What is it?
Colonoscopy is a test where a colonoscope (a long flexible tube with a camera on the end) is used to examine the large bowel (colon and rectum).
If required, polyps, biopsies or abnormal tissue can be removed through the colonoscope during the test.
Why do I need this test?
Colonoscopy is used for:
- A screening test - Picking up problems in patients with no symptoms, such as polyps.
- To investigate bowel problems including bleeding, diarrhea, abdominal pain, and constipation.
- To follow-up previous polyps or bowel disease.
What can I expect?
The procedure is a day case and requires bowel preparation beforehand.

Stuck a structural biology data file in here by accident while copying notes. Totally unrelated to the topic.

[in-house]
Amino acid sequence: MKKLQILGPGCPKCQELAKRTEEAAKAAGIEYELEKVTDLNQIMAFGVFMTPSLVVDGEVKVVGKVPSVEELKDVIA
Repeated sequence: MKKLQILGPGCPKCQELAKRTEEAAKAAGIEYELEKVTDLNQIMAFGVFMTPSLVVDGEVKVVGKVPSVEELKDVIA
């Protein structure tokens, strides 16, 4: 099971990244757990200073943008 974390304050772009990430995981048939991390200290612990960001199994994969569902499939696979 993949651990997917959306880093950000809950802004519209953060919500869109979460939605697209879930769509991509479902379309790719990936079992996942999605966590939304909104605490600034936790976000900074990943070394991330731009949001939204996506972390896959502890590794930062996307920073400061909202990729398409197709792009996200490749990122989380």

It is preformed under light sedation given by an anaesthetist, most people don't remember the test.
The colonoscopy examination usually takes between 30-40 minutes.
You will usually be in the Day Procedure Centre for 2 ½ - 4 hours.
What happens after the procedure?
You will fully recover from the light sedation approximately one to two hours after the procedure. A nurse will monitor you throughout your recovery.
Your doctor will inform you of anything that was found during the test and discuss any treatment or follow-up if required.
Your nurse will give you instructions to take home and let you know what to do if you experience any problems after the procedure.
A friend or family member will need to accompany you home to ensure your safety.
Don't drive, make important decisions or go back to work for the rest of the day.
You will be able to conduct normal daily activities the following day.
What are the risks?
Colonoscopy is a very safe and low risk procedure. Rare complications from colonoscopy can include:
- Reactions to anesthetic used for the test.
- Bleeding if biopsy are taken or polyps removed.
- A hole to the bowel (perforation).